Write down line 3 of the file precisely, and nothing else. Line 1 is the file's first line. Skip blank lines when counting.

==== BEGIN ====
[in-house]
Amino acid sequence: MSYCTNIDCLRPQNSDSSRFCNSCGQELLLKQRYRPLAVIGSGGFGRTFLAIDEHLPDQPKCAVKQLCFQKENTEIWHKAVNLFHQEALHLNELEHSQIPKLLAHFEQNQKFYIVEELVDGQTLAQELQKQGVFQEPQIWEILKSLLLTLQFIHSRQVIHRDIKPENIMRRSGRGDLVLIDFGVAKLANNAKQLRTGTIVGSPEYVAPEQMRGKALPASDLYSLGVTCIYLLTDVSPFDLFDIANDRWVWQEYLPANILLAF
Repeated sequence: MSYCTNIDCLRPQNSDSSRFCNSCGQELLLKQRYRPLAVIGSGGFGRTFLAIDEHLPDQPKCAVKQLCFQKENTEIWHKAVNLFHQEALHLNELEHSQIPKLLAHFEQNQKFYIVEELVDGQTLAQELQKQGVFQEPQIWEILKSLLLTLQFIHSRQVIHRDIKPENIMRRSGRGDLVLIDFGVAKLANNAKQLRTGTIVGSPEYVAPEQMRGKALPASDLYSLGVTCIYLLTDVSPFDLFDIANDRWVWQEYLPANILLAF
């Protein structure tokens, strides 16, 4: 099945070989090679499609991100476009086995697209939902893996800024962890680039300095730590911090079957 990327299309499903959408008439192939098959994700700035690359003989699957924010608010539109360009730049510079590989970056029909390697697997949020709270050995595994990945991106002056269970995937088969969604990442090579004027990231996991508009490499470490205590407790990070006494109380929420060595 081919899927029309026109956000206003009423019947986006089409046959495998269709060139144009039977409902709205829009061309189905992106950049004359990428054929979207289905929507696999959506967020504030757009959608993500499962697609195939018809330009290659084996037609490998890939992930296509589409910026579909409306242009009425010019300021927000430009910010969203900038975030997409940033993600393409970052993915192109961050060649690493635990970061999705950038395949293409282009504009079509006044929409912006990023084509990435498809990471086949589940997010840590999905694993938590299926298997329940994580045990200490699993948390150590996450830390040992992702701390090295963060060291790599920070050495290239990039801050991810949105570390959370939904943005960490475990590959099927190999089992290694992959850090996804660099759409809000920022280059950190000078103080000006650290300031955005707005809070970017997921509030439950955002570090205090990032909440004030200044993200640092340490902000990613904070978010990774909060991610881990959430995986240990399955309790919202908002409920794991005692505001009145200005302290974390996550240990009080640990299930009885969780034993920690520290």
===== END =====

Repeated sequence: MSYCTNIDCLRPQNSDSSRFCNSCGQELLLKQRYRPLAVIGSGGFGRTFLAIDEHLPDQPKCAVKQLCFQKENTEIWHKAVNLFHQEALHLNELEHSQIPKLLAHFEQNQKFYIVEELVDGQTLAQELQKQGVFQEPQIWEILKSLLLTLQFIHSRQVIHRDIKPENIMRRSGRGDLVLIDFGVAKLANNAKQLRTGTIVGSPEYVAPEQMRGKALPASDLYSLGVTCIYLLTDVSPFDLFDIANDRWVWQEYLPANILLAF